Few things can get your insides twisted in a knot like getting in a DUI (driving under the influence). That one single event can have so many ramifications: In a best-case scenario, you get arrested, fined, your car insurance premium increases, you go to traffic school, and maybe spend a couple of months in jail.
In a worst-case scenario, you kill someone and deal with the associated guilt, in addition to a manslaughter charge and everything that comes along with it.
But what, exactly, would be enough alcohol for you to get a DUI?
DUI Basics | What You Need To Know About DUIs
In Florida, you’re considered driving under the influence if your blood alcohol level (BAC) is 0.08 or higher. How many drinks that translates to depends on many factors: your age, gender, body weight, whether you consumed food while drinking, how fast you were drinking, your metabolism, alcohol tolerance, and whether you’re taking any medications.
So never assume that you’re safe to drive just because some of your friends had the same amount of drinks that you did and they feel fine.
What happens with a DUI First Offense?
In typical legal fashion, the answer to this question is: it depends. If you cause a car accident for driving drunk and you don’t cause serious bodily injury or kill someone in the process, Florida law establishes that you will be fined between $500 and $1,000 and could face up to 6 months in jail.
If the accident does result in serious bodily injury to another person, the driver will be charged with a felony in the third degree. This means that the person convicted with a DUI would face a fine of up to $5,000 and 5 years in prison.
If the accident results in the death of another person, the driver commits DUI manslaughter, which is a felony in the second degree. This means facing a fine of up to $10,000 and 15 years in prison.
Things can get even uglier than that. If the accident results in the death of a person and the driver fails to give information or render aid, the driver will be charged with a felony in the first degree. This means facing up to $10,000 in fines and up to 30 years in prison.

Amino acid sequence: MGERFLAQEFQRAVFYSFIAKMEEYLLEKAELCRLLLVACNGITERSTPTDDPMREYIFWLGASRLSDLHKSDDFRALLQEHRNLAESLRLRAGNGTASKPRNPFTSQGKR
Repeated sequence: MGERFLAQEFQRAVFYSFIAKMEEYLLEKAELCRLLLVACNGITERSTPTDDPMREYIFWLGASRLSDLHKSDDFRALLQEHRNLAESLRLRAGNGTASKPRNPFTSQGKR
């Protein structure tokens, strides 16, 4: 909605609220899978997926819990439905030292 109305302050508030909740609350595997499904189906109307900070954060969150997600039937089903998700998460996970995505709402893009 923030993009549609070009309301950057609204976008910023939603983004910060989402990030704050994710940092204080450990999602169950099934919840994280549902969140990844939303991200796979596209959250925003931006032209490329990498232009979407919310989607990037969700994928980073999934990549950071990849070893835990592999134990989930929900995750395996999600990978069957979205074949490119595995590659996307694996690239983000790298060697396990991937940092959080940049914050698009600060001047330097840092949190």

What happens with a second DUI?
The consequences get worse with each incident:
A person convicted of a DUI for the second time will be fined between $1,000 and $2,000 and face up to 9 months in jail. He or she will also have to pay for an ignition interlock device installed on all of their motor vehicles, whether owned or leased individually or jointly with another person.
A person convicted of a DUI for the third time within 10 years of the previous convictions will be charged with a felony in the third degree. This means facing up to $5,000 in fines and 5 years in prison.
If the third conviction happens after 10 years from the previous DUI arrests, they will face up to $5,000 in fines and up to a year in jail. They’ll also have to pay for the installment of an ignition interlock on any vehicles they own for at least two years.
A fourth DUI conviction will result in a fine of up to $5,000 and 5 years in prison.
All of these fines and imprisonment times are based on no serious bodily injury or death of a person. If these factors do occur, the results are more dire.
How to know if you’re safe to drive after drinking.
As you see, even on a best-case scenario, getting arrested for a DUI brings very serious consequences. Always have a designated driver. If all of your companions are going to be celebrating with beer or cocktails, then an Uber or Lyft driver. At the very least, carry a personal breathalyzer with you. Just be aware that even if you blow into it and the number that comes up is under the legal BAC, consider how you’re feeling. A 0.07 BAC may technically mean you’re not drunk, but if you are impaired enough to cause an accident, you’ll still have to deal with the related legal consequences.
Contact the DUI Attorneys at Proly, LaPorte & Mulligan if You’ve Been Charged
A DUI comes with a list of ugly consequences. If you or someone you love has been involved in a DUI accident, give us a call. Every case is different and all related factors will come into play when a Court renders its determination.
At Prolly, Laporte & Mulligan PA, we have experienced criminal defense attorneys who can best design a strategy to help you. We know how to manage DUI cases.
Contact us, and let’s discuss your case.
Disclaimer: This blog is intended to be for informational purposes only and does not establish an attorney/client relationship.